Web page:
Mating Strategies in Giant Cuttlefish
Sepia apama, also known as the giant cuttlefish, is a species of cuttlefish that are sexually dimorphic. Male Sepia apama are equipped with longer arms than females that are lined with webbing off the ventral margins (M. Norman et. al. 1999). Mating among Sepia apama involves the males using elaborate color displays in the form of stripes pulsing across the dorsal mantle and across the webbing on their arms. The females, in turn, watch to see which male’s color display she fancies most (M. Norman et. al. 1999). Sepia apama copulation occurs by the male transferring sperm packets, called spermatangia, to a pouch located below the beak of the female that are internal sperm-storing organs called receptacles (M. Naud et. al. 2005). During this process of copulation, the female, which is polyandrous, displays patterns of dark blotches on their pale bodies (M. Naud et. al. 2005). Once the transfer of sperm is complete, the female lays her eggs one by one while attaching each one individually to the undersides of rocks and ledges using a gelatinous stalk before the eggs are fertilized by being passed over the sperm pouch located below the mouth. During this entire process, the male remains close by to ensure no other suitors try to mate with the female (M. Norman et. al. 1999). The eggs of Sepia apama are larger than average aquatic eggs and are lemon shaped. The eggs consist of having a jelly-like outer layer, the chorion membrane, perivitelline fluid, and vitelline membrane that encloses the yolk and embryo (E. Cronin and R. Seymour 2000).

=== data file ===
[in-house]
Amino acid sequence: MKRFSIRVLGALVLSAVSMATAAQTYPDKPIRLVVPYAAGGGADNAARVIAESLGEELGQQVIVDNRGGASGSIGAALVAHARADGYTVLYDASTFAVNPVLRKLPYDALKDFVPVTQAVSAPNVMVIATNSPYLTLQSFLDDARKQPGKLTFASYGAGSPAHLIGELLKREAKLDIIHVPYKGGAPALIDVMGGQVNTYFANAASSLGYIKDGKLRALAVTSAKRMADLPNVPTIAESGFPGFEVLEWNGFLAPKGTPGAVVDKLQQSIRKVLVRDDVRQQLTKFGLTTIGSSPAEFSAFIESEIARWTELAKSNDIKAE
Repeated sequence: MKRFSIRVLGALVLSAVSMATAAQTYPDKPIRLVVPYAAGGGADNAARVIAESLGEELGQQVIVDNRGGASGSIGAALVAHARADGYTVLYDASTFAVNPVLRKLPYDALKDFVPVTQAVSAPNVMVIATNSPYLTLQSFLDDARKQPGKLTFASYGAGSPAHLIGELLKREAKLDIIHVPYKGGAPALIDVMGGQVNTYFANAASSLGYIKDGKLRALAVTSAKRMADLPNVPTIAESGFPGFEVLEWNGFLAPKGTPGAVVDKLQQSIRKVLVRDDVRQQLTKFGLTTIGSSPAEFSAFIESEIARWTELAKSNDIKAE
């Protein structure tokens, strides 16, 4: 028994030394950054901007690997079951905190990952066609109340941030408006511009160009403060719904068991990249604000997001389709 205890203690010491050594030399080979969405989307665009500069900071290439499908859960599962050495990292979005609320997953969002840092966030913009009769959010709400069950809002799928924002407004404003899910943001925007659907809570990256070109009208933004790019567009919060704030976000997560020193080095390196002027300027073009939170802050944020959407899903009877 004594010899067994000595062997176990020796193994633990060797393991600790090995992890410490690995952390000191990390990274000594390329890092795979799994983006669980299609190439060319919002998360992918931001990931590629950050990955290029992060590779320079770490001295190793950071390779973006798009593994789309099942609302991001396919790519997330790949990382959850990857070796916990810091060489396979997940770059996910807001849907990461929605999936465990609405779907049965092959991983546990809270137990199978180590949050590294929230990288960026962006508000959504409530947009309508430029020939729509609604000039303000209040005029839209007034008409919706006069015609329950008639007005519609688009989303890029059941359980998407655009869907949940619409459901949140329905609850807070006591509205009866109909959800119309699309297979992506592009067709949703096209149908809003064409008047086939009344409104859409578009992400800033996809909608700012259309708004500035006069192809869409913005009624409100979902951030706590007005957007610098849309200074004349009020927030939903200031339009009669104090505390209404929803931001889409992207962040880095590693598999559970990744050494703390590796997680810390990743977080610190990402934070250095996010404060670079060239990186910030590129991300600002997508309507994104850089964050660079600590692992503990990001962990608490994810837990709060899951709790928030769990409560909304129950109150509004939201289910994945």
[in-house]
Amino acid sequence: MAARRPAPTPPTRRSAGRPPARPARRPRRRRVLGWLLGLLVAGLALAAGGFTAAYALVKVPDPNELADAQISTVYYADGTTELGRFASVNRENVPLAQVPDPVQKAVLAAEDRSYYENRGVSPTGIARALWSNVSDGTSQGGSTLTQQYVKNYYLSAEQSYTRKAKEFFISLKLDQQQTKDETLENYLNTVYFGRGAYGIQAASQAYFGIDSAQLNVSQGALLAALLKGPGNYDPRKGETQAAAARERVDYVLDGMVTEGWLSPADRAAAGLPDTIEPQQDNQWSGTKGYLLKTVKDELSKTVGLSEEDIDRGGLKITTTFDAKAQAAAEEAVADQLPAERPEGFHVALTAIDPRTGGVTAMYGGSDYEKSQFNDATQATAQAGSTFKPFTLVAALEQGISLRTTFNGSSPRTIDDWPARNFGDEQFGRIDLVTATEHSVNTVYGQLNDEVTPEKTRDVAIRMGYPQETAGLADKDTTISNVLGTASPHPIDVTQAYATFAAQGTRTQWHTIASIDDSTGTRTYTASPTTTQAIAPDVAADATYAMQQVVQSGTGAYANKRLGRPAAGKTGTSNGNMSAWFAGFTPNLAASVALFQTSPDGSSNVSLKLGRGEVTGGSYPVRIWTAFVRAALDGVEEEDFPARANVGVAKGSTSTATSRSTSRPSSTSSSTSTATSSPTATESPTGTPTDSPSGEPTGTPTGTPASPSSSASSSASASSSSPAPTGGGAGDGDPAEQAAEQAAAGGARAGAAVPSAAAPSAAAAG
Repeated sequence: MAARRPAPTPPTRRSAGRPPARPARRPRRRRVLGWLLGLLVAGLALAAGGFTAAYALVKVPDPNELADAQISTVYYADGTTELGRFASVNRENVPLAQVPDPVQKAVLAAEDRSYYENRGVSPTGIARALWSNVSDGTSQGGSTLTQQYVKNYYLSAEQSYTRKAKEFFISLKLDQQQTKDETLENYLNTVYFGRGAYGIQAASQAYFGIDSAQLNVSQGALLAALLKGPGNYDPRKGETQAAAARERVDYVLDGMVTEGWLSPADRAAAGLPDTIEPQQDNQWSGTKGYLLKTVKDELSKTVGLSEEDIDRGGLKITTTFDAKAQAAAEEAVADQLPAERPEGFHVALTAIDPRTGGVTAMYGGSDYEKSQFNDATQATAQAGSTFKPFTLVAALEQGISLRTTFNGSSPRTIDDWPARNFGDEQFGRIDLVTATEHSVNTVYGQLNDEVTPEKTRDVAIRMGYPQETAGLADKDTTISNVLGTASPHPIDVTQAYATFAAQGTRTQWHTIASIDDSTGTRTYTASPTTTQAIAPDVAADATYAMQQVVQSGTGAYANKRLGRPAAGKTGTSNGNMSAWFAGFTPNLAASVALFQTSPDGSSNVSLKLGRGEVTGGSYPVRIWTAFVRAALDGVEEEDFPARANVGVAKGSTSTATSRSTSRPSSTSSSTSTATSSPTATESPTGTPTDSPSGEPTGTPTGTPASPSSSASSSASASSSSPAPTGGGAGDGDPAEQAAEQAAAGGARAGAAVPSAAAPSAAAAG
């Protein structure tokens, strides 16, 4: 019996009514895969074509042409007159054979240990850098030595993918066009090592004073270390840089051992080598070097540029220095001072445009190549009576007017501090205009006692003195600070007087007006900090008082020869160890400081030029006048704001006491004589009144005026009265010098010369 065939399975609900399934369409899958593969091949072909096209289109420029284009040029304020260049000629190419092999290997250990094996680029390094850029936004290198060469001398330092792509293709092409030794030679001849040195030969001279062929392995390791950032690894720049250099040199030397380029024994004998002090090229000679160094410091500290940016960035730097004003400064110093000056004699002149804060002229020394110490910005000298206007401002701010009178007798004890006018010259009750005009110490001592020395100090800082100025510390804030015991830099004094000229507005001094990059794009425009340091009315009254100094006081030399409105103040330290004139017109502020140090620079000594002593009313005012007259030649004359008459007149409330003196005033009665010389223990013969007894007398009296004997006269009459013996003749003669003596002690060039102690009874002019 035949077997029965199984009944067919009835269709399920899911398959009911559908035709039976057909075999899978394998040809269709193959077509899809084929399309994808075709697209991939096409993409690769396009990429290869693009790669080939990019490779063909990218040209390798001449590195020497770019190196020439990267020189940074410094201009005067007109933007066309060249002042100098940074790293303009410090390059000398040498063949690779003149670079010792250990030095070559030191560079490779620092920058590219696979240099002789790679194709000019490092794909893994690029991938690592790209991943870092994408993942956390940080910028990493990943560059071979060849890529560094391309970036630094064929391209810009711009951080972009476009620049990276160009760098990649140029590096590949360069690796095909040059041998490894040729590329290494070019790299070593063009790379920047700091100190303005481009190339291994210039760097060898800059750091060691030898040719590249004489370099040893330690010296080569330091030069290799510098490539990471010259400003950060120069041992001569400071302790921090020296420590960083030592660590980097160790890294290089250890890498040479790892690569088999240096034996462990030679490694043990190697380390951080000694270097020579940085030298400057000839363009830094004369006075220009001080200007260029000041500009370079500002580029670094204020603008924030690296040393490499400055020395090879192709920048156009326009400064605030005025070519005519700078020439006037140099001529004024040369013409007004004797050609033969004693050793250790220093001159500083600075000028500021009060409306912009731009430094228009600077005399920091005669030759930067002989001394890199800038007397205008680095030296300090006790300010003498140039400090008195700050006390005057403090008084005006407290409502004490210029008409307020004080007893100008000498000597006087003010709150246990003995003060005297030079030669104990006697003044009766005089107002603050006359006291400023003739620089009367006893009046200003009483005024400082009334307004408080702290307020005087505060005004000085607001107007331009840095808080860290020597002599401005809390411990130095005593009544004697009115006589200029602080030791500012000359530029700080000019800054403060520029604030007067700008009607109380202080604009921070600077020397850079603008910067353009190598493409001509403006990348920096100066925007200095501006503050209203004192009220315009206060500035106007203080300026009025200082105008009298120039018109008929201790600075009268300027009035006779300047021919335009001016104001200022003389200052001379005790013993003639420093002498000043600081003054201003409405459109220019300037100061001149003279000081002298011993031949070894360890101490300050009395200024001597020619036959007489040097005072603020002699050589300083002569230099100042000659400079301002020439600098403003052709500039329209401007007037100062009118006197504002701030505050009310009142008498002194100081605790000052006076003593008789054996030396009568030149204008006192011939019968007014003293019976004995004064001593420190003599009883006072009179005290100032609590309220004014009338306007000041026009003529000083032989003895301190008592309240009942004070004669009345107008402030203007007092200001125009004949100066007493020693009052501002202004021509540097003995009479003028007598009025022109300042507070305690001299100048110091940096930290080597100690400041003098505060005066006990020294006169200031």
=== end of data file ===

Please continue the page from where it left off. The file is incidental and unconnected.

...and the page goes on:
The female Sepia apama can store sperm for several different males prior to fertilization, which is why males watch the female closely to ensure she doesn’t mate with another male. Female decapod cephalopods, consisting of cuttlefish and squid, have either a single or double sperm receptacle (M. Naud and J. Havenhand, 2006). It has been found that females can use any of the...